Ransomware Attacks Will End, But Not Anytime Soon

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The latest cyberattack, apparently emanating from Russia again, has hit at least 20 software firms affecting at least 1,000 businesses. It follows a cyberattack that left parts of the U.S. without adequate gasoline supplies for several days, and one on the Irish public health system. There are undoubtedly many more attacks that go unreported, if only because the victims do not wish to advertise their willingness to pay ransom.

And so the obvious question arises: How is all this supposed to stop? For an answer, it’s useful to apply some game theory.

The scalability of the internet can be a major virtue. But it also makes it easier for vices to proliferate. There are now the equivalent of venture capital markets to help fund ransomware attacks.

Consider street crime, for example. There is a natural limit to it if only because most people have better options than to pursue such a life, and many who do so are simply not good at it and get caught. What’s more, street crime is constrained by the need for physical presence; you can only commit so many carjackings in a month.

In the cyber realm, these constraints do not apply. In low-wage, low-trust countries, such as Russia, you can just hire more hackers to pull off more attacks. Even if the perpetrators can be identified, Russia doesn’t seem so eager to help U.S. law enforcement. Other havens for cybercriminals could emerge.

More aggressive regulation of cryptocurrency markets could make ransom payment more difficult, but the hackers could always resort to anonymized cryptocurrencies.

Some have proposed that paying ransoms should be made illegal. That might be hard to enforce, and it is really wise to penalize businesses that seek to restore services to their customers? Criminalization might also incentivize hackers to create ever more destructive attacks in an effort to get the ransom spigot turned back on. At least under the status quo, hackers have some incentive to seek out relatively quiet attacks that will yield a ransom but not wreak too much havoc or attract too much attention.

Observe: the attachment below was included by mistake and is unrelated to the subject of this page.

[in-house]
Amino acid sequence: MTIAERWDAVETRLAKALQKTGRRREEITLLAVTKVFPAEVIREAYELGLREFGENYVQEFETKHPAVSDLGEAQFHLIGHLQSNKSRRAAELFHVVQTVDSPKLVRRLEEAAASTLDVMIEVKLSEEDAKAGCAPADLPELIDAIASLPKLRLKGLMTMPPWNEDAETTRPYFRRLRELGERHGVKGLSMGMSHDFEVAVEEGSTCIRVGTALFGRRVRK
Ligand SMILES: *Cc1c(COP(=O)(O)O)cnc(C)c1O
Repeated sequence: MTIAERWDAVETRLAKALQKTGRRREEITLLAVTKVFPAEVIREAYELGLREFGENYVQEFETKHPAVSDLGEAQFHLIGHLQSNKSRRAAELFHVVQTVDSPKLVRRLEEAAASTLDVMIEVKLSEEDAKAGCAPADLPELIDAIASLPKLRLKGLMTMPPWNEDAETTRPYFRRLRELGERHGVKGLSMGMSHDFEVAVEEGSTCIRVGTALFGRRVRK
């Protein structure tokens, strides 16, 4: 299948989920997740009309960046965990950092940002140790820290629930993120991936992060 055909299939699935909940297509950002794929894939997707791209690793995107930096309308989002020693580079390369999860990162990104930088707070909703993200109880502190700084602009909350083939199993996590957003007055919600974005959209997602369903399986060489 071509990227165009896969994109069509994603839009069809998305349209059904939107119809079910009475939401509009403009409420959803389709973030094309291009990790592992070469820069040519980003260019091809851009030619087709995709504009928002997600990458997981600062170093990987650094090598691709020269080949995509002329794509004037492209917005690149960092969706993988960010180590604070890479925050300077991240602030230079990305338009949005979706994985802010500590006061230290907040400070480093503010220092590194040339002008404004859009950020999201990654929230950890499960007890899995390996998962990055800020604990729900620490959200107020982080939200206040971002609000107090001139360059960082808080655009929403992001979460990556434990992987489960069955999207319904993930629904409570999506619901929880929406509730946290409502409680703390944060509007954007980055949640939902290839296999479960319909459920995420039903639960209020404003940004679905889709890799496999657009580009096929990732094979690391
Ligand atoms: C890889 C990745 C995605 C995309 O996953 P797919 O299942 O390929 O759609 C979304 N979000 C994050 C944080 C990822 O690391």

What about military drone attacks on ransomware terrorists? It might be an option if they are in a relatively weak country, but that is hardly likely with Russia. U.S. President Joe Biden already is trying to pressure Russian President Vladimir Putin to help stop the attacks, but there is little guarantee this approach will yield dividends. Putin seems happy to see the U.S. squirm, and the government has not been able to rein in many of his other misdeeds. A laissez-faire attitude toward the hackers doesn’t cost him money, and he has a degree of plausible deniability.

Ultimately, the primary long-run solution is for businesses to pay for more secure systems. This could mean much less reliance on passwords (iris scans, anyone?), additional reliance on hardware, and greater use of multi-factor authorization. Health-care providers and insurers may have to become a bit more like the CIA.

None of this will stop ransomware attacks. But it will likely cause them to decline.

How exactly all this will unfold is clear, though unpleasant to contemplate. Many businesses and institutions still don’t view a ransomware attack as major threat, and they won’t invest much more in security until they do. As more security-conscious institutions fortify their protections, hackers will switch to the less aware and less secure targets. Most countries have millions of soft targets, and this crime will continue until most of them have improved their defenses. That could take decades.

It gets worse: In economic terms, the private value of internet security is often less than the public value. A ransomware attack that results in only a slight decrease in profits for a business could translate into a major social inconvenience.

One consolation is that hackers will almost certainly “overfish” the pool of victims. At some point there will be so many attacks that most institutions will have no choice but to respond with significant defensive measures. The hackers themselves will accelerate this process, because each will try to maximize their profits before the game is over. Curiously, this means that a successful attempt to “slow down” the hackers could just delay the necessary adjustments that businesses need to make, leaving everyone worse off.

Game theory doesn’t help very much in predicting how long this cat-and-mouse game will go on. But it’s safe to say that it will be here for a long time to come.

This column does not necessarily reflect the opinion of the editorial board or Bloomberg LP and its owners.

Tyler Cowen is a Bloomberg Opinion columnist. He is a professor of economics at George Mason University and writes for the blog Marginal Revolution. His books include "Big Business: A Love Letter to an American Anti-Hero."

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